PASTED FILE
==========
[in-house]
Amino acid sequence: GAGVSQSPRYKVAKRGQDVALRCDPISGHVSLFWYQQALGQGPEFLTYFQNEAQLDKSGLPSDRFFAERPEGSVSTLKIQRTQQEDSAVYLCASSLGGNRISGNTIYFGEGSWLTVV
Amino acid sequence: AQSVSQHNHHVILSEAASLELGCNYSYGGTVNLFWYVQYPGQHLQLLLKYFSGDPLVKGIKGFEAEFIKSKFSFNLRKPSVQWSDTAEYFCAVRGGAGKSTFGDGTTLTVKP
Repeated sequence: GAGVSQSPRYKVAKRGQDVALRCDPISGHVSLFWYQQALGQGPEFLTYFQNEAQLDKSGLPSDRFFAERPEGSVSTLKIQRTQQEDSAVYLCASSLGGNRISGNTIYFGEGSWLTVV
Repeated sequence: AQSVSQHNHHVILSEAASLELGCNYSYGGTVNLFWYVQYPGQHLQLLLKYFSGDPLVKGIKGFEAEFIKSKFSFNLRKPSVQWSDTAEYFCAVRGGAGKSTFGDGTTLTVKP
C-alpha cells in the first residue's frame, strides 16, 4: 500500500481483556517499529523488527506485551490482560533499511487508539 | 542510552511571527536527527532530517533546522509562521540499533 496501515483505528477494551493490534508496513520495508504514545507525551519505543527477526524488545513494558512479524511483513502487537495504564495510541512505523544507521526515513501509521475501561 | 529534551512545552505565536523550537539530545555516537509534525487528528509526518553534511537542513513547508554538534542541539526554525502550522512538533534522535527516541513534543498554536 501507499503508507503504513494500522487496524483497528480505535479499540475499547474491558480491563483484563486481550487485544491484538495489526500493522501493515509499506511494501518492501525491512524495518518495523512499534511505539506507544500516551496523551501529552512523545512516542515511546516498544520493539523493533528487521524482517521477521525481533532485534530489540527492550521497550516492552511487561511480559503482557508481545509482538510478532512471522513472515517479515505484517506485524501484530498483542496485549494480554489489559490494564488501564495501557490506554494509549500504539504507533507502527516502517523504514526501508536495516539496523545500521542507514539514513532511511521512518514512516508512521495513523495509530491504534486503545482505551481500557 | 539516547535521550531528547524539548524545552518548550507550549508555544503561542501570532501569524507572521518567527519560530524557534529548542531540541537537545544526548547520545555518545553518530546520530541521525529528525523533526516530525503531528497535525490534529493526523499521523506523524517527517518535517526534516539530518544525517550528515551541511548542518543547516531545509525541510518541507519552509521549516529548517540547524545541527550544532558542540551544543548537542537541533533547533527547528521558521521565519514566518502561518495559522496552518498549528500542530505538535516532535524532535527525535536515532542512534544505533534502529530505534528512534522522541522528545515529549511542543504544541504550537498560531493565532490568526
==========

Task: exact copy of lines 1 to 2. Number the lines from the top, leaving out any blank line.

[in-house]
Amino acid sequence: GAGVSQSPRYKVAKRGQDVALRCDPISGHVSLFWYQQALGQGPEFLTYFQNEAQLDKSGLPSDRFFAERPEGSVSTLKIQRTQQEDSAVYLCASSLGGNRISGNTIYFGEGSWLTVV